Organizing Words Into Categories
Word Sorts cold front meteorologist temperature barometer hurricanes
Provide students with a set of vocabulary word cards (related to a specific concept or topic).
Work in groups to sort the words into categories.
Encourage students to find more than one category for the vocabulary words.
Students then discuss with teacher & peers their rationale for categorizing words.
cold front meteorologist temperature barometer hurricanes
Concept Circles Assessment: Westward Movement hardship trail wagon food hunting learning Describe the meaning and relationships between and among the words in the sections of the concept circles. Traveling west had many hardships. One of the many hardships were diseases that the people had without medical help. Wagons would need to hold many delicacies. For instance, food you’d need to eat and live on were carried in them. The trails could have bad terrain , or could be all flat. Hunting was important and learning how to hunt for buffalo, elk, deer, and birds was learned while on the trail and served as good food for all. terrain disease
Concept Circles Assessment: Circulatory System Veins Large intestines Heart Arteries Salivary Glands Blood carbon dioxide Oxygen Describe the meaning and relationships between and among the words in the sections of the concept circles. (Which word does NOT belong?) ________________________________________________________________________________________________________________________________________________________________________________________________________________________________________________________________________________________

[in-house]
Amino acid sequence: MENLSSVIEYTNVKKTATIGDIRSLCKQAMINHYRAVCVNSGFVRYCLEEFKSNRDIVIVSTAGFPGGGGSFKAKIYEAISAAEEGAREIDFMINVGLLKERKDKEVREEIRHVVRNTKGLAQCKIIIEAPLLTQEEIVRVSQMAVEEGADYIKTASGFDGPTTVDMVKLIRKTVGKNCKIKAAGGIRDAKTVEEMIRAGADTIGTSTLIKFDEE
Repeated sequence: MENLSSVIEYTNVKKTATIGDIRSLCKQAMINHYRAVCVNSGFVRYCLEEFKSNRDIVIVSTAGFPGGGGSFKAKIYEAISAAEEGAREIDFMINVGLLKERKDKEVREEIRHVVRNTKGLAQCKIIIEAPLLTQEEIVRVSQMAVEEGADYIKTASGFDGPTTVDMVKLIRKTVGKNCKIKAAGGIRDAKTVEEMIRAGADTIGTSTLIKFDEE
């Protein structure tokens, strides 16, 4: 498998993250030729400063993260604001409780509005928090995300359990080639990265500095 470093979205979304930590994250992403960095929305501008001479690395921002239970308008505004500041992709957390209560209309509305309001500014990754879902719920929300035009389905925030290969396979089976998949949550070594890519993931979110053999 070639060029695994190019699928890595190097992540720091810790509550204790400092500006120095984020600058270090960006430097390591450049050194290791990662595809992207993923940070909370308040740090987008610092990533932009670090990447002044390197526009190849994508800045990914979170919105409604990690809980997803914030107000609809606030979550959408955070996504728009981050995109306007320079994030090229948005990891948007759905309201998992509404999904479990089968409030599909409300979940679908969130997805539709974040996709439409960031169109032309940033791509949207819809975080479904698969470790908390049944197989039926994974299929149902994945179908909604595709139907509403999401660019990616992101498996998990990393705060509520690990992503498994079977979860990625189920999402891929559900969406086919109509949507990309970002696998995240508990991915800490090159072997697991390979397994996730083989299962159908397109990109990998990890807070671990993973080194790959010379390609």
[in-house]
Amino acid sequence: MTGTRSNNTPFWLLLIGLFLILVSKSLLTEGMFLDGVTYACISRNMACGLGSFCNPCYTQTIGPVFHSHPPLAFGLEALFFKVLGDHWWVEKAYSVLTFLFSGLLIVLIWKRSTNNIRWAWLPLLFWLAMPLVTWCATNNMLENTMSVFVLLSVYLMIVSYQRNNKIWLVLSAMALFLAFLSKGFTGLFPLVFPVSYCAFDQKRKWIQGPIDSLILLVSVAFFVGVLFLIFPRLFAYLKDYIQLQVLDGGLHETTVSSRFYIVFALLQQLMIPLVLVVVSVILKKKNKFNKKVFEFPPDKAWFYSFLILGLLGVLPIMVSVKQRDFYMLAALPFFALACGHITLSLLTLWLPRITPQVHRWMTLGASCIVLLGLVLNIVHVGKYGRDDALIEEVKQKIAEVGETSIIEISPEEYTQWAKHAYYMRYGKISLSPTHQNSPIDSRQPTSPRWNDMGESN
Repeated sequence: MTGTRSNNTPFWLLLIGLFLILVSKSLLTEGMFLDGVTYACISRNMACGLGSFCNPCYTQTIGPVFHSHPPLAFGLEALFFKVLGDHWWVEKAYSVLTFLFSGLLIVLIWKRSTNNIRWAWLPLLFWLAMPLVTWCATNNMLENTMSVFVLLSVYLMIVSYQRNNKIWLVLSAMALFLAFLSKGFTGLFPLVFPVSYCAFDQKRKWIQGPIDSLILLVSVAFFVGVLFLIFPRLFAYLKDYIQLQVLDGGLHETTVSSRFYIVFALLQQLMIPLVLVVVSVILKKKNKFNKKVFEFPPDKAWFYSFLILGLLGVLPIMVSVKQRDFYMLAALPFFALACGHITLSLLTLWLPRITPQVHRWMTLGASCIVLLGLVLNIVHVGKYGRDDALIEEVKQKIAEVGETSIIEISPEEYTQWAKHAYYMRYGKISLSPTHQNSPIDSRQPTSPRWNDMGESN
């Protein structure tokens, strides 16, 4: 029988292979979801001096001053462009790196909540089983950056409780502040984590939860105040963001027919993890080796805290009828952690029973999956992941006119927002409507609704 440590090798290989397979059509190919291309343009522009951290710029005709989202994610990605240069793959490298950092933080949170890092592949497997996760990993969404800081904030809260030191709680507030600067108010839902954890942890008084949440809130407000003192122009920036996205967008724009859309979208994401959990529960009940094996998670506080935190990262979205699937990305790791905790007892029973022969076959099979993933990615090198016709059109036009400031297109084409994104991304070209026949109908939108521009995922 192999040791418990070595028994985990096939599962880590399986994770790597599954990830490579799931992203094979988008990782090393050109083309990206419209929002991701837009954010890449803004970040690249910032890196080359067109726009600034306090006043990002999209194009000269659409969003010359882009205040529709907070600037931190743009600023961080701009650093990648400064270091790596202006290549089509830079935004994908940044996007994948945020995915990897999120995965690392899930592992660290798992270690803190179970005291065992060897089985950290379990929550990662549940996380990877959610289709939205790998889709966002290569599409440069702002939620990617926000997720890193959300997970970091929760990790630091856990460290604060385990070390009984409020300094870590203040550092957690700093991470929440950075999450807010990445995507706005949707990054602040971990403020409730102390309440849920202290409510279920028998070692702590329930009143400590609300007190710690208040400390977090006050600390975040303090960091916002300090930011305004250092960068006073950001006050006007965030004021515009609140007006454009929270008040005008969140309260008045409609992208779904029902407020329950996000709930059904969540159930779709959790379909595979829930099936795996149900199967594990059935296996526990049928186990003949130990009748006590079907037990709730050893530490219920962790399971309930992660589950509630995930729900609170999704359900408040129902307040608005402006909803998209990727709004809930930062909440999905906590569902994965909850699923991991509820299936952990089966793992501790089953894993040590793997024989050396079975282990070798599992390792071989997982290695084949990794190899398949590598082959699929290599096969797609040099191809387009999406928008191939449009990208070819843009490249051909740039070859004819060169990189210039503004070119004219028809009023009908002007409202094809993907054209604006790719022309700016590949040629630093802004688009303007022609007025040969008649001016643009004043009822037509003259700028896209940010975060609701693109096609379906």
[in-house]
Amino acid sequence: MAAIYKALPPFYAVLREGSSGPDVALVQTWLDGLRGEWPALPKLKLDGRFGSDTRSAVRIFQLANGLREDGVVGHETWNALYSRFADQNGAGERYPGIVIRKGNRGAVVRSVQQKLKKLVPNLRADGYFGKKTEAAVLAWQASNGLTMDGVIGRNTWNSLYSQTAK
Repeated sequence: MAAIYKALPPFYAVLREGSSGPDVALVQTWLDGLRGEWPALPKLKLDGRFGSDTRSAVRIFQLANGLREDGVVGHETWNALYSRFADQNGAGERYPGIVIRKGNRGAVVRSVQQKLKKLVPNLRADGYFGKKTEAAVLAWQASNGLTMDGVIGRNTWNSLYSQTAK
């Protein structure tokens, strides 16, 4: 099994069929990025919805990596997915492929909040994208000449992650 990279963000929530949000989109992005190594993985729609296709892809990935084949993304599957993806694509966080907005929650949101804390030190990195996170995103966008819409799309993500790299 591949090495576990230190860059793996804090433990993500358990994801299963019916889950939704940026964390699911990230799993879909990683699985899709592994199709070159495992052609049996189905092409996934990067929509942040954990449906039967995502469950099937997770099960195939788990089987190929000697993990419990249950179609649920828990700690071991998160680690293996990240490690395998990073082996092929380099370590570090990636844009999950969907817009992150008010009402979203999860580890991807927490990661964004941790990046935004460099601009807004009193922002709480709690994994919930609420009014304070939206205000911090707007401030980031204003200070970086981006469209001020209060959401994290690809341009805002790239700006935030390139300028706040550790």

migrate Schwartz & Raphael, 1985 To move regularly from one region to another people working for seasonal jobs birds Nomads traveling relocating moving around What are some examples? What is it like? What is it?
Word Map What is it? Fence What are some examples? What is it like?
Word Map What is it? Culture What are some examples? What is it like?
Word Map What is it? Disease What are some examples? What is it like?
Frayer Diagram 1 Definition Characteristics Examples Non-Examples First, last week of school. Sitting on the porch reading Unexpected guests for dinner Bubble bath Four projects due Lounging by the pool Stress, anxiety, tension, hostility, Tears, physical symptoms An extreme state of agitation. SWIVET
Frayer Diagram Definition Characteristics Examples Non-Examples What is a Noun?
Fryer Model Term Visual Representation Definition Personal Association sphere A round 3-D shape My ball is the shape of a sphere. sphere
Definition Characteristics Non-Examples Examples Frayer Model (Frayer, Frederick, & Klausmeier, 1969) Content for this example taken from Baron & Heideima, (2002) Teaching Reading in the Content Areas (Supplement), McRel. herd